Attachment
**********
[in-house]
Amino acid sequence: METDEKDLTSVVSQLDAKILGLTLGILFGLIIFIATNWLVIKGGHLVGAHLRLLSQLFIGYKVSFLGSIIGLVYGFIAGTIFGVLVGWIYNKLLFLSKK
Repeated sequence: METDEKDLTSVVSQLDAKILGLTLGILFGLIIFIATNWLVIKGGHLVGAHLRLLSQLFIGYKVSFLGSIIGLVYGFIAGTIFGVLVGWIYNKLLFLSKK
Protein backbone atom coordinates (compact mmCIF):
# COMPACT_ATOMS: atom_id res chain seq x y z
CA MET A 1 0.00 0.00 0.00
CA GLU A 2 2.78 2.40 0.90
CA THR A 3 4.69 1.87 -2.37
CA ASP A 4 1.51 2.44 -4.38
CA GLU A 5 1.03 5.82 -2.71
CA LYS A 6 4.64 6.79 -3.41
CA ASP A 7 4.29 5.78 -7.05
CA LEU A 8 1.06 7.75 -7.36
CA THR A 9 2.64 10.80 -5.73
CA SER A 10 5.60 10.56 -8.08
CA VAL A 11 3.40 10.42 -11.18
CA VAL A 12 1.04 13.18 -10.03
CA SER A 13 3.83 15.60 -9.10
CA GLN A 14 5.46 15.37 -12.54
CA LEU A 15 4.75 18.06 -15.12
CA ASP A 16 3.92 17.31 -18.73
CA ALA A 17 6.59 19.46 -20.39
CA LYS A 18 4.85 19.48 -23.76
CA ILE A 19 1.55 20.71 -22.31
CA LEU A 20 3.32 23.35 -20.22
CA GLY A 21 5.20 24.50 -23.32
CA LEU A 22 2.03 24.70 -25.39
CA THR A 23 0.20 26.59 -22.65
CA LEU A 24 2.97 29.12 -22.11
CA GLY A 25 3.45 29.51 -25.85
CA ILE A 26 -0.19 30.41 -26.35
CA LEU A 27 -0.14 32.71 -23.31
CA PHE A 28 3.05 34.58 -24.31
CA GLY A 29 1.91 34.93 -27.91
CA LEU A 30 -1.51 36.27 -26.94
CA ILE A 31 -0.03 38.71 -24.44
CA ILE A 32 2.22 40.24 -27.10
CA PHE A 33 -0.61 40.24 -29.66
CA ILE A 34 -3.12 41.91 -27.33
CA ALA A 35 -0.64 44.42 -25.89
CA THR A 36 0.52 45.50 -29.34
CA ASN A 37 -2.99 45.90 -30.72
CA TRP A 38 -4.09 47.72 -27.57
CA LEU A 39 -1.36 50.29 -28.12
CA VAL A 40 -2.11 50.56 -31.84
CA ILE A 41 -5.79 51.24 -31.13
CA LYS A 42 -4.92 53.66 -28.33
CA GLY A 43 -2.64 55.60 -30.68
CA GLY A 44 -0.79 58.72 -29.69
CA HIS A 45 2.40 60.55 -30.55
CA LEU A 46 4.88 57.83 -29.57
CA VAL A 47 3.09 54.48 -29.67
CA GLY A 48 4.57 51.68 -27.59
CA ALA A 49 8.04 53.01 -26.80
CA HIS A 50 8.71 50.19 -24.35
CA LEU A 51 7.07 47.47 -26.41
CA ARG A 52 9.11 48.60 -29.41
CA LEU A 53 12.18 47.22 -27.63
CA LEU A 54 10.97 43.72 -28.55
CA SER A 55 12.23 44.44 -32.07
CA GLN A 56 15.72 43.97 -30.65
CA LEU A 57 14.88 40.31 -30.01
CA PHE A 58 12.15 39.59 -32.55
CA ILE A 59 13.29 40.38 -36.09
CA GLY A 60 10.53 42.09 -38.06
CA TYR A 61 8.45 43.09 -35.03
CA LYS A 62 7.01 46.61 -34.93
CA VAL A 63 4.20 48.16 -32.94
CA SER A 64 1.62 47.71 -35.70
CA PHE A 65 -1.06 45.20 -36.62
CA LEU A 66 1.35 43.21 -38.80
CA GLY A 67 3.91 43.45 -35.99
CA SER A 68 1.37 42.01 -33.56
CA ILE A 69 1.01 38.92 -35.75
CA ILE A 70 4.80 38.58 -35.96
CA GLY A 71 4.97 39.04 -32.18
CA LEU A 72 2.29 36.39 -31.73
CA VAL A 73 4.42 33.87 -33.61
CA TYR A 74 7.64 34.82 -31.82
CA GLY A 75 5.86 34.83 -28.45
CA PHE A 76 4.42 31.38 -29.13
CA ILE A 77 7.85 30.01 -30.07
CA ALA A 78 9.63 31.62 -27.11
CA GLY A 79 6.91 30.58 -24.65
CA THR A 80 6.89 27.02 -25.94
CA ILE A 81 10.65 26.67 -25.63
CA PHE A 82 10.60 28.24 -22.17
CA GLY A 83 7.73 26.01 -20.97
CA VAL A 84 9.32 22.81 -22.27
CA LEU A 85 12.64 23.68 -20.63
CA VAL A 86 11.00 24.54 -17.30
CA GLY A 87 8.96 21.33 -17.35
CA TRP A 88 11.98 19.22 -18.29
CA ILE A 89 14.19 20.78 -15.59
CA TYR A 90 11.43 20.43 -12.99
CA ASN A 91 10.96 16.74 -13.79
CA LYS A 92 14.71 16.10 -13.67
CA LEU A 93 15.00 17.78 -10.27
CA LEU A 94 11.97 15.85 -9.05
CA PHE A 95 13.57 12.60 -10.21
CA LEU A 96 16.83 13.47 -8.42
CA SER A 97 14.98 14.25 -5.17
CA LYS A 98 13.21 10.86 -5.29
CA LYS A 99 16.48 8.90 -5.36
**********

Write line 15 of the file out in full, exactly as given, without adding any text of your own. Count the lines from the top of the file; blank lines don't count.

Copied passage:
CA SER A 10 5.60 10.56 -8.08